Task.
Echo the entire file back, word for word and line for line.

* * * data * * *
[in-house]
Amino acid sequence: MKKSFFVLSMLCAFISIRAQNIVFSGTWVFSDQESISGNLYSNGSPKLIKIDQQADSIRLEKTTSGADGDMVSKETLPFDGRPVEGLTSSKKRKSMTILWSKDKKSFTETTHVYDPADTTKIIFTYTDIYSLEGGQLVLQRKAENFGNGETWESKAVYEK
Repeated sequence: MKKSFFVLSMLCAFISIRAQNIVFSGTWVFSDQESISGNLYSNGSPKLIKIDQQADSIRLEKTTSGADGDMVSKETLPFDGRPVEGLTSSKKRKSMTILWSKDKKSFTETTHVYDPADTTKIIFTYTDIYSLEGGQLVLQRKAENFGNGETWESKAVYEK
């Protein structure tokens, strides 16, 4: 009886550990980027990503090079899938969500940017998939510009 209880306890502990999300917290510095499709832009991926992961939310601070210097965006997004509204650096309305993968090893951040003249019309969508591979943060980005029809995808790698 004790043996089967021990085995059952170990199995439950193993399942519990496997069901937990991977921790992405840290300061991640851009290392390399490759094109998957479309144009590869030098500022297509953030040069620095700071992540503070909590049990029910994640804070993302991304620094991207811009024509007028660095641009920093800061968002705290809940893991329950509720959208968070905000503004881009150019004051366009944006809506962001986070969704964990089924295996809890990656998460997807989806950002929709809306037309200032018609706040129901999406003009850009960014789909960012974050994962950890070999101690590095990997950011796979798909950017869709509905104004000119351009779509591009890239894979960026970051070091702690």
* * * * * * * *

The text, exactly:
[in-house]
Amino acid sequence: MKKSFFVLSMLCAFISIRAQNIVFSGTWVFSDQESISGNLYSNGSPKLIKIDQQADSIRLEKTTSGADGDMVSKETLPFDGRPVEGLTSSKKRKSMTILWSKDKKSFTETTHVYDPADTTKIIFTYTDIYSLEGGQLVLQRKAENFGNGETWESKAVYEK
Repeated sequence: MKKSFFVLSMLCAFISIRAQNIVFSGTWVFSDQESISGNLYSNGSPKLIKIDQQADSIRLEKTTSGADGDMVSKETLPFDGRPVEGLTSSKKRKSMTILWSKDKKSFTETTHVYDPADTTKIIFTYTDIYSLEGGQLVLQRKAENFGNGETWESKAVYEK
């Protein structure tokens, strides 16, 4: 009886550990980027990503090079899938969500940017998939510009 209880306890502990999300917290510095499709832009991926992961939310601070210097965006997004509204650096309305993968090893951040003249019309969508591979943060980005029809995808790698 004790043996089967021990085995059952170990199995439950193993399942519990496997069901937990991977921790992405840290300061991640851009290392390399490759094109998957479309144009590869030098500022297509953030040069620095700071992540503070909590049990029910994640804070993302991304620094991207811009024509007028660095641009920093800061968002705290809940893991329950509720959208968070905000503004881009150019004051366009944006809506962001986070969704964990089924295996809890990656998460997807989806950002929709809306037309200032018609706040129901999406003009850009960014789909960012974050994962950890070999101690590095990997950011796979798909950017869709509905104004000119351009779509591009890239894979960026970051070091702690």